Superlatives swirled in every account of the 2006 opening of the expansion of the Morgan Library and Museum, designed by Renzo Piano with Beyer Blinder Belle. Nicolai Ouroussoff teed up: “dazzling,” “sublime,” “triumph,” and “mesmerizing” (New York Times, April 10, 2006). The AIANY jury feted it with its Architecture Honor Award in 2006, calling it “a masterpiece” (Oculus, Fall 2006). The critics adopted Piano’s romantic metaphor “piazza” to describe the new atrium space. Maybe I’m a traditionalist, but I think that buildings face onto piazzas, showing their fronts—not their back-sides. Don’t get me wrong—the McKim library has a very pleasant blank Tennessee marble back side, and you can barely see the hind quarters of the Annex building for all the overhead extravaganzas of shading grids, light fixtures, and flying elevator platforms. The brownstone of the former residence is also obscured behind the deep cherry paneling and new pavilion that houses offices and the loading dock on the 37th Street side. When I think piazza, I think figural space—space that has defined shape and volume. The Gilbert Court space, as it is named, is vaporous and soft—it flows between the masses of the three buildings that pin its corners. It is an indeterminate medium into which the other buildings have been embedded, incidentally, not creating its own new separate order, but rather seeping in and around tiny points of entry on the behinds of the cardinal structures. -Cynthia Kracauer/Center for Architecture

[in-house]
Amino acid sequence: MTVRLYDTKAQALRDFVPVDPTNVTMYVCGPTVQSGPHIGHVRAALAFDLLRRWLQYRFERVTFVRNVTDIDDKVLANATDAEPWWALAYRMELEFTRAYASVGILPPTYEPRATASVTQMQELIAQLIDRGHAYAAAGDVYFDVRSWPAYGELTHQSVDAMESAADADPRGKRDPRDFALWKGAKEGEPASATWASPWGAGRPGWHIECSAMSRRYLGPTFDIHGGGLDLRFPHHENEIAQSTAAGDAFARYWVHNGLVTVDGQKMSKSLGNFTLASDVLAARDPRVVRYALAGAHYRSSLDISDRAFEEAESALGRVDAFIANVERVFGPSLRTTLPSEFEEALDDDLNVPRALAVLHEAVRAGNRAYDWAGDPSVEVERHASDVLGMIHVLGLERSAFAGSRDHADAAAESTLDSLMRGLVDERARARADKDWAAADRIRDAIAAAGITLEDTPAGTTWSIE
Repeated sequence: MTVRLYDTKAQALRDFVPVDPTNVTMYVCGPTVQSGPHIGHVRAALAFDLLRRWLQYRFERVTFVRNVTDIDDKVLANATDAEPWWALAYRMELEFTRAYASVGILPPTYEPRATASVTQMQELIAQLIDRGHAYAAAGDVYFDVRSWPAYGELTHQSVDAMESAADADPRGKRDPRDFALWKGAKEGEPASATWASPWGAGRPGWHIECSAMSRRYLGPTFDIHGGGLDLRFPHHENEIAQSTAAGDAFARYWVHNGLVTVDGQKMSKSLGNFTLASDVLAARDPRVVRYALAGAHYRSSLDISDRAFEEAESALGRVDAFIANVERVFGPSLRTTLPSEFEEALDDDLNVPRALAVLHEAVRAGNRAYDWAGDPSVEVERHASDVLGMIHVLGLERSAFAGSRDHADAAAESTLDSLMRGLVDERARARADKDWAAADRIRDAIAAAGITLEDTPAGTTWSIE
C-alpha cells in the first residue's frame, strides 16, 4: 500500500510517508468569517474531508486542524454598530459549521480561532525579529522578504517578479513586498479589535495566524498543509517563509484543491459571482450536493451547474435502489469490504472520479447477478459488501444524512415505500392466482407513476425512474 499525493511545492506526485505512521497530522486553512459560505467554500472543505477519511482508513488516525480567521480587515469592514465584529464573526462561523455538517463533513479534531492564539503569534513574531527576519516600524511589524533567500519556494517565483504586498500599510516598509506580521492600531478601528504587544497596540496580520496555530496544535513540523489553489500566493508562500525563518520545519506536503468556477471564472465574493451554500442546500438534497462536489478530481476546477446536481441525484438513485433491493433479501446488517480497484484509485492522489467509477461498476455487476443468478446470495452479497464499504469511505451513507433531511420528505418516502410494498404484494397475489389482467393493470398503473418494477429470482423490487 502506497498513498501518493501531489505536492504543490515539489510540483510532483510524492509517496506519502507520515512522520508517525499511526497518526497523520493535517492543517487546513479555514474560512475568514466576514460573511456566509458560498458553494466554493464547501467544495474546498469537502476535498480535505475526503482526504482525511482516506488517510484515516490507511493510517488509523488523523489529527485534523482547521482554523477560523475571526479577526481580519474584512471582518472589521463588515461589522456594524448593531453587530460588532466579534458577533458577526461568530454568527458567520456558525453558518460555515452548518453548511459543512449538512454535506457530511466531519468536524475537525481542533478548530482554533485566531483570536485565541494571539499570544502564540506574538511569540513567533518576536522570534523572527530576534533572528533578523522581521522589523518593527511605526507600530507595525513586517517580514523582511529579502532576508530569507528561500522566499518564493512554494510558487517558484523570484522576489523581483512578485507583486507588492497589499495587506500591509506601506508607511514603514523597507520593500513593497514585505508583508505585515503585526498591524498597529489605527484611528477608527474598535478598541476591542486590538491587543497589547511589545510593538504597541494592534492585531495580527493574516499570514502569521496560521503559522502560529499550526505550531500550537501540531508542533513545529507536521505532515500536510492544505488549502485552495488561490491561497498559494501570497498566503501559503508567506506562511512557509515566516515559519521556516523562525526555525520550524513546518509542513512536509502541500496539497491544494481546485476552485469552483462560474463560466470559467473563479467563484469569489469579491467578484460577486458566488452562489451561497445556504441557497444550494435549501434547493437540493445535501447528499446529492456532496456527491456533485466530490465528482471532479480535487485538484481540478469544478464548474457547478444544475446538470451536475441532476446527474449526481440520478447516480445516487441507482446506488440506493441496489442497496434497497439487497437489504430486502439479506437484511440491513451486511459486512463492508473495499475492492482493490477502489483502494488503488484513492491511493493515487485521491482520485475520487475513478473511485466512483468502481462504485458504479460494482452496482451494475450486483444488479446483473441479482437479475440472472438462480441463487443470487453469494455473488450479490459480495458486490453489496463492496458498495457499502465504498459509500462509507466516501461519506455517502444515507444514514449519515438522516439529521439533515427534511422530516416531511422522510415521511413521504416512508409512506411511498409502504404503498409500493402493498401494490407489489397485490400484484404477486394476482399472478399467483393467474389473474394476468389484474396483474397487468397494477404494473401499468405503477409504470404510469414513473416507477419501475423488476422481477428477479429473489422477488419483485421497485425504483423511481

After going through 9/11, the importance of disaster preparedness and relief hit home with New Yorkers. "Everyone was focusing on the fact that New York had been damaged," said Lance Jay Brown, AIANY board member and co-chair of the recently formed Design for Risk and Reconstruction committee of the AIANY. "The architectural community was galvanized to respond." Just coming off a jolt from a rare, if small, earthquake and with Hurricane Irene on its doorstep, New York is once again focused on planning for disaster. In 2004, Brown convened an ad hoc committee comprised of members of the design and planning community including the AIA, APA, and ALSA to form the Disaster Preparedness Task Force. With global disasters from Katrina to quakes in Haiti and Chile making news more and more frequently, the group sought to organize architects as first responders to help not only with the aftermath of a disaster but also to prepare for future events. "We thought it would be reasonable for the architectural community to look at these problems to figure out what we could do before, during, and after," Brown explained. This year, the AIANY further sought to establish a permanent standing committee to explore the array of issues surrounding disasters and design. In May, a committee was formed and by June, after some debate over the name, was christened Design for Risk and Reconstruction. The group had its first meeting this Wednesday attended by about 20 people, coincidentally timed between an earthquake and a hurricane. Brown said the group couldn't anticipate these events when the meeting was scheduled months ago, but noted, "When there's a crisis, everyone jumps up and gets interested but then quickly forgets." The momentum of current events could be a boon toward realizing goals of better design for disasters. "The goal of the committee is to foster an attitude of good design to anticipate risk and find opportunities to improve design," he said. Among the ideas of the committee are to host a series of events ranging from rebuilding tornado-ravaged Greenburg, Kansas to applying lessons from 9/11 toward rebuilding Haiti. The group's first event will feature Klaus Jacob of the Lamont-Doherty Earth Observatory at Columbia University who has researched disaster preparedness in New York. He and his colleagues recently published "Vulnerability of the New York City Metropolitan Area to Coastal Hazards, Including Sea-Level Rise: Inferences for Urban Coastal Risk Management and Adaptation Policies." No date has been set for the event. Brown compared the group's efforts to the advent of fire egress regulations over the past 150 years. After a devastating fire in the 1830s that destroyed Manhattan's Wall Street district, a series of design improvements were made to ensure better safety in buildings. Fire escapes first appeared to offer a second means of egress and then dual utilitarian fireproof stairs. Today, architects are celebrating fire stair design in the city's newest buildings. "We have gone from a time of no egress to egress as a design attribute 150 years later," Brown said. Designing for other disasters could have the same effect. As Irene moves closer to New York and bottles of water begin disappearing off bodega shelves, Brown said the best approach is to hunker down and ride out the storm in safety. "We don't tend to have buildings that blow away," he noted. "What seems most dangerous is damage caused by flying objects." A few of his recommendations: move indoors all objects that can catch the wind, from awnings to deck chairs, or securely tie them down; residents of tall buildings should move to a lower level—below the tenth floor—to ride out the storm, due to increased winds at higher elevations and greater building sway. While scaffolding might seem particularly vulnerable, after the city shuts down all construction sites across the city on Saturday at 2:00 p.m., the scaffolds should remain strong. "If things have been done to code and correctly anchored to buildings, there's little to fear," Brown said. Scaffolding could actually increase safety, providing shelter for those trapped outside during the storm. "The city is getting better at being prepared," Brown noted. "It's a good time to remind people to get informed."